Is there a short mindfulness practice would you recommend for someone who is feeling unfocused or restless?

The only way to find your focus when you are lost in thought or hijacked by a stressful or disturbing thought is to look for it. Do this short practice multiple times a day as a way to check in with your attention.

S=Stop what you are doing.
T=Take a breath.
O=Observe what is happening within you and around you.

Think of this as a go-to exercise that will allow you to return to the present with the flashlight of your focus right here with you, so you can direct it where you need it.

I am grateful to Amishi for taking the time to respond to these questions and hope that you find them helpful. You can learn more about Dr. Amishi Jha and her book “Peak Mind” by visiting as well as by listening to her on some of today’s most popular podcasts.  Her book is featured at this year’s Miami Book Fair and I will be in conversation with her this November talking about her important book.  You may also enjoy reading “The Science of Mindfulness and the Practice of Law” a piece she and I penned for the ABA Journal in its July 2019  issue on “Mindfulness & Lawyer Wellbeing.”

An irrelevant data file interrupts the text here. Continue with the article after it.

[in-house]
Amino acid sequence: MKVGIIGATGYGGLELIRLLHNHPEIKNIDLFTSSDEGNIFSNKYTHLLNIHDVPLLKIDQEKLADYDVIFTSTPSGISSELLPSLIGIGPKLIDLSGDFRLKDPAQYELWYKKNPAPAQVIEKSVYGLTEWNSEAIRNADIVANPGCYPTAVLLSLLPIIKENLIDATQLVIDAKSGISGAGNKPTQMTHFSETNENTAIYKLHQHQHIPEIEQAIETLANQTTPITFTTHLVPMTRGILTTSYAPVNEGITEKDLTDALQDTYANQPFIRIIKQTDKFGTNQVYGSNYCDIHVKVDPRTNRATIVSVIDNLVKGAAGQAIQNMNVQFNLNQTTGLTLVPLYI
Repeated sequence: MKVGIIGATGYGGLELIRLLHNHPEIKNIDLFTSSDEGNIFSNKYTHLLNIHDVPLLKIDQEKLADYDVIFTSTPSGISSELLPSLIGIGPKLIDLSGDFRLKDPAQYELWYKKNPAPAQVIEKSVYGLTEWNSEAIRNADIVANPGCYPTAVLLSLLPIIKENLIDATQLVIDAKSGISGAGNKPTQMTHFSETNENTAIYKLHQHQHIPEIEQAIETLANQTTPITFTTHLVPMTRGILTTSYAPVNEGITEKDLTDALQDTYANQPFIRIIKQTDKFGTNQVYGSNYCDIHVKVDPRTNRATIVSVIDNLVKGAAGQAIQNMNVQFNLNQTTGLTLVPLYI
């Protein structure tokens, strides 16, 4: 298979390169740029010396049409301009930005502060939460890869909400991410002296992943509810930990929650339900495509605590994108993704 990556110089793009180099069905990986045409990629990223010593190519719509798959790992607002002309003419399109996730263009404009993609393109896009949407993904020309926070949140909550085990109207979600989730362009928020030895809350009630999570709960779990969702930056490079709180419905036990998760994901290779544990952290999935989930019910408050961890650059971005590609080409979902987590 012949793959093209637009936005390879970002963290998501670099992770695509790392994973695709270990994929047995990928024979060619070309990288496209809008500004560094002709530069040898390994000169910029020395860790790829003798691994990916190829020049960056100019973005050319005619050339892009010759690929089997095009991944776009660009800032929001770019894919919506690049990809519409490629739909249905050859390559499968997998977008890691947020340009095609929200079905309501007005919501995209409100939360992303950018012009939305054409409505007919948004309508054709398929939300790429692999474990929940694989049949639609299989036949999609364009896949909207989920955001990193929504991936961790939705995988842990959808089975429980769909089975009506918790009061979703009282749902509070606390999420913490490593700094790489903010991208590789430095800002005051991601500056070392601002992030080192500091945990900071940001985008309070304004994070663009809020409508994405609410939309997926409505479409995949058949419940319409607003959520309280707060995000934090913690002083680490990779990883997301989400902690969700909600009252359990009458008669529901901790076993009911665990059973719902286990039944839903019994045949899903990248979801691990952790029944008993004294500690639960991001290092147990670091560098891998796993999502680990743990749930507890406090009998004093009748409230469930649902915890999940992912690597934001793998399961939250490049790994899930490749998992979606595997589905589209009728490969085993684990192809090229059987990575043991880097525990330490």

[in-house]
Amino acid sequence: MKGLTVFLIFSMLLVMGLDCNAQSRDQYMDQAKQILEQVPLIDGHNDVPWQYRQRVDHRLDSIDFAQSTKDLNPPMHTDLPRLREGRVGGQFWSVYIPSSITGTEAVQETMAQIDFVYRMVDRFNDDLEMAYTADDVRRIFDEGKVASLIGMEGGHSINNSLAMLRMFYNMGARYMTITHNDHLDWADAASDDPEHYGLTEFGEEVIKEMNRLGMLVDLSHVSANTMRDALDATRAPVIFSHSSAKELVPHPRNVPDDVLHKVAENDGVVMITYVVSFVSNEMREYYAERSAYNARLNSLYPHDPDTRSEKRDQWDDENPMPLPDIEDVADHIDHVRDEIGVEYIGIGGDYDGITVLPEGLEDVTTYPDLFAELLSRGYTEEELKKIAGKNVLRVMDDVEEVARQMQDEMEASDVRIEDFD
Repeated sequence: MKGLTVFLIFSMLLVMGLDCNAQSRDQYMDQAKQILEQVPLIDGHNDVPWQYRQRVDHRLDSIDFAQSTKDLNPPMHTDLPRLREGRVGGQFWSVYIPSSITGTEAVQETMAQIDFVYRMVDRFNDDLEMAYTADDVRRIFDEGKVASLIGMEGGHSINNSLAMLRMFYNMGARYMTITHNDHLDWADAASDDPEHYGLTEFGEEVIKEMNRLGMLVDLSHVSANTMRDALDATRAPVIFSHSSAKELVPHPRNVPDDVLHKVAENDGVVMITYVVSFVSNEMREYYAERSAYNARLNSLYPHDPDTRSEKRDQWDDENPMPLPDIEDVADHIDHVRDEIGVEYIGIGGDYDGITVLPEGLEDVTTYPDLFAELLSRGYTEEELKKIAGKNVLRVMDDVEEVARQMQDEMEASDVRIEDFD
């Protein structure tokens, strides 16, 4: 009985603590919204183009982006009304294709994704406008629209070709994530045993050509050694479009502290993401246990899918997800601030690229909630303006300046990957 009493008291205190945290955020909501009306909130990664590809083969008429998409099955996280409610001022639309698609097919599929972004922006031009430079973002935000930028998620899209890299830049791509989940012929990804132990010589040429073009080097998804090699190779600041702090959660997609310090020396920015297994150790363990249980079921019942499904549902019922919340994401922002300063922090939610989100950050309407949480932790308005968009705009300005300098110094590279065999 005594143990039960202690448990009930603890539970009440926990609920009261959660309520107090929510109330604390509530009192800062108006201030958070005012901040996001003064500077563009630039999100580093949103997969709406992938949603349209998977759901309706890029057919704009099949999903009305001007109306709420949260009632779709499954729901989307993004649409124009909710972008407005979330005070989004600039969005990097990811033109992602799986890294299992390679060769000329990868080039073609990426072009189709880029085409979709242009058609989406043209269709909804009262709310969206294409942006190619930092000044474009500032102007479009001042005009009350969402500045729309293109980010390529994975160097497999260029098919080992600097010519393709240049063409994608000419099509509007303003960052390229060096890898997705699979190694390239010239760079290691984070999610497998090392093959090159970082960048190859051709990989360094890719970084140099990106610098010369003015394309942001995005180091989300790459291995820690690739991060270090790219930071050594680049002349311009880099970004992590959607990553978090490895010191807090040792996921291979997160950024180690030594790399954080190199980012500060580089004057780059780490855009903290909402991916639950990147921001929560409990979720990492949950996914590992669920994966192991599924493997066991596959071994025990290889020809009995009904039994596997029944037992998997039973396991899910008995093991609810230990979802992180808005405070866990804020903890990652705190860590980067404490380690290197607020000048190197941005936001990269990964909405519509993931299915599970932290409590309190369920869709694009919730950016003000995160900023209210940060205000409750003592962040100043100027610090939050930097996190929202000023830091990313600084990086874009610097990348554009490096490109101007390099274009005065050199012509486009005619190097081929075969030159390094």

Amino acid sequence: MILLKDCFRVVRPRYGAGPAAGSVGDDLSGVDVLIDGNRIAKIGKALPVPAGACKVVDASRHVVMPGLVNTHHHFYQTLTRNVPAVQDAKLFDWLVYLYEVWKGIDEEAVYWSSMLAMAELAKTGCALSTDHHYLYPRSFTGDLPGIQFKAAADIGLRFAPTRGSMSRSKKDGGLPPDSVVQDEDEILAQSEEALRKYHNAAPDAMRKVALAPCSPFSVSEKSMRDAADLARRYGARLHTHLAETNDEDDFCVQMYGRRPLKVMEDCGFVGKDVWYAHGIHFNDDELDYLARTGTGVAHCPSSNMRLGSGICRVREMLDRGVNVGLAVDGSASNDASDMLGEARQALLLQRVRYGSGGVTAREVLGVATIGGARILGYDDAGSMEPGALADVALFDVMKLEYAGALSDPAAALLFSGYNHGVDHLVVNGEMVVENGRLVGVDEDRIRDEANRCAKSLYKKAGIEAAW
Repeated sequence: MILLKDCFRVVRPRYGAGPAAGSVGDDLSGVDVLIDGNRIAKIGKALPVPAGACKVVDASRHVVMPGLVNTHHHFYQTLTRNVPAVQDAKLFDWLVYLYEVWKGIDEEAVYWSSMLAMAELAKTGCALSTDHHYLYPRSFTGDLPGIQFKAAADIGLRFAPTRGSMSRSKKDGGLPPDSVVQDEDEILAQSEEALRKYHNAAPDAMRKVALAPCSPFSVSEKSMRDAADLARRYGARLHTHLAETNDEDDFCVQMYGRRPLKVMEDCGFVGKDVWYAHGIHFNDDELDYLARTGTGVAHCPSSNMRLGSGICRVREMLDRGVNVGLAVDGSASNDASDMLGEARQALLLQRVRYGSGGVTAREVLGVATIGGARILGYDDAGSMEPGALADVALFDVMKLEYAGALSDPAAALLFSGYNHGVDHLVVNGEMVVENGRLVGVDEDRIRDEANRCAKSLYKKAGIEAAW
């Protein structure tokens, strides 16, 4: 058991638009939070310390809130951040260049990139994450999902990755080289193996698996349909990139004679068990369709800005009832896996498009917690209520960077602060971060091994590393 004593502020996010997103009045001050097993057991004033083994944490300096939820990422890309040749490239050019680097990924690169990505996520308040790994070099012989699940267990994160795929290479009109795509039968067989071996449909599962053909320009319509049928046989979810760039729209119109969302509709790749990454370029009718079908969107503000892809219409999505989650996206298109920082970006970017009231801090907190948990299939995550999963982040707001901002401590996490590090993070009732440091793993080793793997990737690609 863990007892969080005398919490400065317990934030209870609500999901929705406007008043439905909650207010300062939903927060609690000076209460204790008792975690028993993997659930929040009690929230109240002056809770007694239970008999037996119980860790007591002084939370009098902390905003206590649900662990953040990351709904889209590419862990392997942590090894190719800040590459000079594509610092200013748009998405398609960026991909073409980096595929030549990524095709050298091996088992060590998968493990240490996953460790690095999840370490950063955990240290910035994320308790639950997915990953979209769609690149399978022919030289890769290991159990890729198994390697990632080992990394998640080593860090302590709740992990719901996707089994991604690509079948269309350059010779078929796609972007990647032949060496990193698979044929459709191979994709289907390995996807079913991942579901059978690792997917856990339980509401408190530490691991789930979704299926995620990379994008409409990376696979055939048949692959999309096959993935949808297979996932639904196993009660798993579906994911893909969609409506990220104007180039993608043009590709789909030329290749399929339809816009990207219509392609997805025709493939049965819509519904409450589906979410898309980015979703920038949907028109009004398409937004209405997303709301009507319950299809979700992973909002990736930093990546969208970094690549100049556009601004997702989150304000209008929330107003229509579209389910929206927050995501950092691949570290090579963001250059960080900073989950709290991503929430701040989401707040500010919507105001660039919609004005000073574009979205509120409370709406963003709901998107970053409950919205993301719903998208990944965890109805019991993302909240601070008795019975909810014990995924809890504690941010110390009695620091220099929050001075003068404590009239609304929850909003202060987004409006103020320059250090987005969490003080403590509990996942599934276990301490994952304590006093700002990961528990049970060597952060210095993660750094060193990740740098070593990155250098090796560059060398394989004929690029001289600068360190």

Scott RogersScott Rogers, M.S., J.D., is a nationally recognized leader in the area of mindfulness in law and founded and directs the University of Miami School of Law’s Mindfulness in Law Program where he teaches mindful ethics, mindful leadership, and mindfulness in law. He is the creator of Jurisight, one of the first CLE programs in the country to integrate mindfulness and neuroscience and conducts workshops and presentations on the role of mindfulness in legal education and across the legal profession. He is author of the recently released, “The Elements of Mindfulness.